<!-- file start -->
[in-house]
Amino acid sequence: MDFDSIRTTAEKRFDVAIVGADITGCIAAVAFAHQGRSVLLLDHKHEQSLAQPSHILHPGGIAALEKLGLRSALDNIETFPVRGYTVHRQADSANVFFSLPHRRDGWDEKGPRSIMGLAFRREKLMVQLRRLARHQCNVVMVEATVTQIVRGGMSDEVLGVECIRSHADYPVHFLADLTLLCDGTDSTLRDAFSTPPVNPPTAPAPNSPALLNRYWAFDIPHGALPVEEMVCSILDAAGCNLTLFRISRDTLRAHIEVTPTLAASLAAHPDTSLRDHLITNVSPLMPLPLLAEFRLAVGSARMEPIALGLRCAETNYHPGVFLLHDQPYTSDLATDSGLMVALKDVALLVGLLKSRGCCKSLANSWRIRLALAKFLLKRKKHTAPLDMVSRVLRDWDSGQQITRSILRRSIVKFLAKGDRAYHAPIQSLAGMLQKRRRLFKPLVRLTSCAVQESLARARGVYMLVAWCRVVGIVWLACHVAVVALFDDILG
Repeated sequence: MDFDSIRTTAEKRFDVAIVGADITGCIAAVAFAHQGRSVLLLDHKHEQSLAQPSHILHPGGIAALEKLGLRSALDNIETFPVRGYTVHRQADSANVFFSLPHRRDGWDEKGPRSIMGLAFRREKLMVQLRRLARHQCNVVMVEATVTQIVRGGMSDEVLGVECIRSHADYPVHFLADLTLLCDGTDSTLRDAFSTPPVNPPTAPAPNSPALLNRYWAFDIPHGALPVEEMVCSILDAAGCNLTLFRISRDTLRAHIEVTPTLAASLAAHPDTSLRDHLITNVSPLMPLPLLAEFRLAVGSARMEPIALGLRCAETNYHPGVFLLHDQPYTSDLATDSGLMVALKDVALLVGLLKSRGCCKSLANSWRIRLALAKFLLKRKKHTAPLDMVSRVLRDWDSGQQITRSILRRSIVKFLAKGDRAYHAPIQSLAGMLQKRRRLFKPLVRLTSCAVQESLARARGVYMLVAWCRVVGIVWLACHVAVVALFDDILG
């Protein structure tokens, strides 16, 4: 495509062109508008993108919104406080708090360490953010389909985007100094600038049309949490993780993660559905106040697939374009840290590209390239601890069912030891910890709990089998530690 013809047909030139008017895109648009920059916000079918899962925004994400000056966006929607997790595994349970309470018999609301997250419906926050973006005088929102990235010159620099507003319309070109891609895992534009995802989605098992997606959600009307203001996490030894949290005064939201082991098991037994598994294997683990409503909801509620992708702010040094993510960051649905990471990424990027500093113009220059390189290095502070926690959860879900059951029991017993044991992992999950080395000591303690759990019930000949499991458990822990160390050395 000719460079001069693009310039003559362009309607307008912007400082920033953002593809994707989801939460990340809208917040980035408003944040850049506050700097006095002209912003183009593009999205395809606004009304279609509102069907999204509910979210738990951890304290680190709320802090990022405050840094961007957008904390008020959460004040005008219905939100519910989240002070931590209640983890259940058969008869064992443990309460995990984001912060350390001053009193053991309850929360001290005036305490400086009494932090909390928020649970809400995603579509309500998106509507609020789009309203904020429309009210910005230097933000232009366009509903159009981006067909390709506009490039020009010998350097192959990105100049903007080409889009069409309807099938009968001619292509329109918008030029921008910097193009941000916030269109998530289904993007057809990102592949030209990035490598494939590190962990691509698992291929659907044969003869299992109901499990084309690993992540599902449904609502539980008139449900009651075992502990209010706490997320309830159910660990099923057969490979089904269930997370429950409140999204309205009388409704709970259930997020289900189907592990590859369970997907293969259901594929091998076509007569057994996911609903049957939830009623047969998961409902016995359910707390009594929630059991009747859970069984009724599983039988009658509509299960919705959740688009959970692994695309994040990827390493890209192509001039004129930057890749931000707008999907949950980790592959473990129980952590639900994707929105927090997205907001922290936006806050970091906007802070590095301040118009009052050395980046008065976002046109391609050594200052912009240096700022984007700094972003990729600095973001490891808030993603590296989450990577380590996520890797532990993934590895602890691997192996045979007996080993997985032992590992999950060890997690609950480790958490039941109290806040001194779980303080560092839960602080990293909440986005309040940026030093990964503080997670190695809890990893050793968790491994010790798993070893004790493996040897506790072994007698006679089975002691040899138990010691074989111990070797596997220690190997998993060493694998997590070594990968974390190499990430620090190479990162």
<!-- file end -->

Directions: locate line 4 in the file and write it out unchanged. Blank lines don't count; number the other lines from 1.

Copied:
């Protein structure tokens, strides 16, 4: 495509062109508008993108919104406080708090360490953010389909985007100094600038049309949490993780993660559905106040697939374009840290590209390239601890069912030891910890709990089998530690 013809047909030139008017895109648009920059916000079918899962925004994400000056966006929607997790595994349970309470018999609301997250419906926050973006005088929102990235010159620099507003319309070109891609895992534009995802989605098992997606959600009307203001996490030894949290005064939201082991098991037994598994294997683990409503909801509620992708702010040094993510960051649905990471990424990027500093113009220059390189290095502070926690959860879900059951029991017993044991992992999950080395000591303690759990019930000949499991458990822990160390050395 000719460079001069693009310039003559362009309607307008912007400082920033953002593809994707989801939460990340809208917040980035408003944040850049506050700097006095002209912003183009593009999205395809606004009304279609509102069907999204509910979210738990951890304290680190709320802090990022405050840094961007957008904390008020959460004040005008219905939100519910989240002070931590209640983890259940058969008869064992443990309460995990984001912060350390001053009193053991309850929360001290005036305490400086009494932090909390928020649970809400995603579509309500998106509507609020789009309203904020429309009210910005230097933000232009366009509903159009981006067909390709506009490039020009010998350097192959990105100049903007080409889009069409309807099938009968001619292509329109918008030029921008910097193009941000916030269109998530289904993007057809990102592949030209990035490598494939590190962990691509698992291929659907044969003869299992109901499990084309690993992540599902449904609502539980008139449900009651075992502990209010706490997320309830159910660990099923057969490979089904269930997370429950409140999204309205009388409704709970259930997020289900189907592990590859369970997907293969259901594929091998076509007569057994996911609903049957939830009623047969998961409902016995359910707390009594929630059991009747859970069984009724599983039988009658509509299960919705959740688009959970692994695309994040990827390493890209192509001039004129930057890749931000707008999907949950980790592959473990129980952590639900994707929105927090997205907001922290936006806050970091906007802070590095301040118009009052050395980046008065976002046109391609050594200052912009240096700022984007700094972003990729600095973001490891808030993603590296989450990577380590996520890797532990993934590895602890691997192996045979007996080993997985032992590992999950060890997690609950480790958490039941109290806040001194779980303080560092839960602080990293909440986005309040940026030093990964503080997670190695809890990893050793968790491994010790798993070893004790493996040897506790072994007698006679089975002691040899138990010691074989111990070797596997220690190997998993060493694998997590070594990968974390190499990430620090190479990162």